I hope you find this as refreshing as I did:

    https://m.youtube.com/watch?v=WmNPtYRUSsc

  7. The ball is in koemans busket. If he can pounce on it. Final is guaranteed. A loss to Romania or Austria/turkey winner will be embrassing.as it is.

    Talk abouts upsets. and if the winner is minnows like Greece in 2004. What is it about euros???

  8. Dear Nicolaas

    If you can spare some time away from your preparations with Curacao, I would be very interested in your views on Oranje’s performances during the group matches. How have you assessed Koeman’s and the team’s performances so far, and how would you approach the game against Romania?

    There are, I suppose, some similarities with your team’s group stage results in 2004 – 4 points (1W, 1D, 1L) including a 1-1 draw with a traditional powerhouse and a 2-3 defeat to a strong-performing Central European country. During that tournament you took us to the semi-finals which we ultimately lost to the host. Do you see this current crop making it that far?

  9. Julian:

    Thanks again for thinking of me. I haven’t seen quite as much day-by-day commentary on this site as usual, but I have still been following along intently. Although I do miss that Tiju / Emmanuel fellow. He always suggested the most interesting lineups!

    In any event, I’m pleased that you recall so fondly our efforts in 2004. And yes I see many parallels as well! But let me alleviate some of the comparisons also:

    1. First off, 2024 Oranje is a far stronger side than the squad I was able to assemble 20 years prior. I mean you can just start in the back. My keeper was Edwin van der Sar who was 34 at the time and playing at Fulham. He conceded 87 goals internationally in his career. 87! But then you look at Koeman’s team — Verbruggen! Very athletic and only 21, and has conceded only 8 goals internationally and already has 6 career clean sheets for Holland, a clear upgrade! Next take a look at our respective back lines. I had walking red card Heitinga, ancient Stam, very average Bouma and converted midfielder van Bronkhorst. But looks the current side — perhaps the greatest collection of center backs and wingbacks the Netherlands has ever assembled, capable of playing any system and under any conditions. In the midfield, I was forced to choose the workmanlike trio of Cocu, Seedorf and Davids. Not a creative bone in their bodies. No wonder I was the one to give Sneijder and van der Vaart their first meaningful action! In comparison, even without Frenkie de Jong and Koopmeiners, what a wealth of options Koeman has at his disposal — the electric Xavi Simons, the up-and-coming trio of Reijnders, Veerman and Schouten, the creativity and athleticism of Gravenberch and the experience, leadership and off ball movement of the ageless Wijnaldum! My goodness.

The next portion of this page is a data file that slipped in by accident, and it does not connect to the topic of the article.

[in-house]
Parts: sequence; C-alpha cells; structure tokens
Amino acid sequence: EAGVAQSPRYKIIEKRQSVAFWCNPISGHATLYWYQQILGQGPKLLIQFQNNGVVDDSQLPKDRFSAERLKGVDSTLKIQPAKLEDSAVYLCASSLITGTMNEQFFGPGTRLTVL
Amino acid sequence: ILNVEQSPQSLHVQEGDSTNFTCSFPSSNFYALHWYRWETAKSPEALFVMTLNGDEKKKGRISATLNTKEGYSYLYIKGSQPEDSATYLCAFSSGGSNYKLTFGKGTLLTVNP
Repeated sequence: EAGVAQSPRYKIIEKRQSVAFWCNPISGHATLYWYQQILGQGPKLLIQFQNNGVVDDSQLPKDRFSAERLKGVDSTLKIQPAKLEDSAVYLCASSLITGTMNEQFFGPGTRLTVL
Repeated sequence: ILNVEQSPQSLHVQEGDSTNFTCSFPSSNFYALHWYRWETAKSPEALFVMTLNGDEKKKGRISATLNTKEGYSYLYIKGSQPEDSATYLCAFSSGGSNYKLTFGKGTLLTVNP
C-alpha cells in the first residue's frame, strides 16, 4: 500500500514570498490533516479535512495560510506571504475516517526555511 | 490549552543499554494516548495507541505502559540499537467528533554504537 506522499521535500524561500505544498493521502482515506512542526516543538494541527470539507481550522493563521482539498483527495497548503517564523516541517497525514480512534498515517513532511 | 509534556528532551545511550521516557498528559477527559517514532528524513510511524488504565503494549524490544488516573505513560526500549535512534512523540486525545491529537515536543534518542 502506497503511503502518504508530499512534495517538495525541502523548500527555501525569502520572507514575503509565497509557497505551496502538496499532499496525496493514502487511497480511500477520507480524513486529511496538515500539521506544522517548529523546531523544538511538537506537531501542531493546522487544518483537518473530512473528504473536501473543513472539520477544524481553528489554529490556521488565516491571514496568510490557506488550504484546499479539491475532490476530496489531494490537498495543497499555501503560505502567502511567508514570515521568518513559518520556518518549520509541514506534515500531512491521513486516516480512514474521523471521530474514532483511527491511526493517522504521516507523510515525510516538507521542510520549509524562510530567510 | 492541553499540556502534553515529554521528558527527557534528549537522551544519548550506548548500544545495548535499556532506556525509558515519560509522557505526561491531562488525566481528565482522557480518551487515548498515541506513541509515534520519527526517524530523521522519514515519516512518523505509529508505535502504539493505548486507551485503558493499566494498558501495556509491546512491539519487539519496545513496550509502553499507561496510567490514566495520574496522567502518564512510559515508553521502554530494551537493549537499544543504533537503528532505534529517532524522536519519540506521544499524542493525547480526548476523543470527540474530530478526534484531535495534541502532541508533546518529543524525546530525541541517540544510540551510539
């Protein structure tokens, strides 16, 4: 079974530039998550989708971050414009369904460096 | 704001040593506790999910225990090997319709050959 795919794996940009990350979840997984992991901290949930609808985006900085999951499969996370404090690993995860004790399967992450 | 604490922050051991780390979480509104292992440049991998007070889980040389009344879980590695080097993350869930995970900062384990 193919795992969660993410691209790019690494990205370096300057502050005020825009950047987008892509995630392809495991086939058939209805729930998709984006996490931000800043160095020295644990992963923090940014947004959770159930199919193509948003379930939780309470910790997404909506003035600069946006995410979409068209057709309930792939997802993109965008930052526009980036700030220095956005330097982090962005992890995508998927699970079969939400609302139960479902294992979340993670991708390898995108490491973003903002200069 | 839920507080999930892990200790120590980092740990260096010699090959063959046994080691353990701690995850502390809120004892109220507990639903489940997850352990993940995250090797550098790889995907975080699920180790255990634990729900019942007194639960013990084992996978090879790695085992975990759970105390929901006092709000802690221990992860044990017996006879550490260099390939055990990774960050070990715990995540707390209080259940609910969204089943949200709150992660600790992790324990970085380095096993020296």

Now you might argue that I had the advantage on my frontline, as I was able to play with traditional wingers in van der Meyde and Robben and a true number nine in van Nistelrooy (I don’t know why anyone tried to shift Robben to the right. He was much more effective for me as a runner and crosser of the ball). But the 2024 team still has amazing options and a diversity of skill sets with Gakpo, Weghorst, Malen and Brobbey and of course our second all-time leading scorer Depay (who has already scored 11 more international goals than my striker did in his whole international career). So as you can see, Koeman’s side has an immense talent advantage over my 2004 team.

    2. But now take a look at the results. You say our opponents have been similar. Maybe on paper and geographically, but let’s dig deeper. Ronald got to start his tournament off against mediocre Poland playing without their top goal scorer and still had to rely on a desperate rally to prevail 2-1. Contrast to our “easiest opponent,” Latvia, who was tied against Czechoslovakia 1-1 until the 85 minute and tied Germany 1-1. We of course obliterated them 3-0. Next Koeman’s side played a dull 0-0 draw vs France, and once again the opposition was playing without their best goalscorer, Mbappe. Our 2004 team had to face Germany in our opening match and produced a scintillating display of attacking football, finishing with a 1-1 draw. Unfortunately, our one loss in the opening round came to a dynamic Czech team in yet another tremendously exciting match 2-3. That Czech team (Nedved, Rosicky, Cech, Koller and yes Poborsky) went on to beat Germany as well in the group and reached the semi-finals before finally losing also to our ultimate vanquisher — the host Portugal. Koeman’s team this year faced a hard-working but otherwise middling Austria and rallied twice impressively before conceding again due to some ridiculous errors! So I would again argue that our team tremendously outperformed this current edition, despite having significantly less talent. In other words, it comes down to coaching.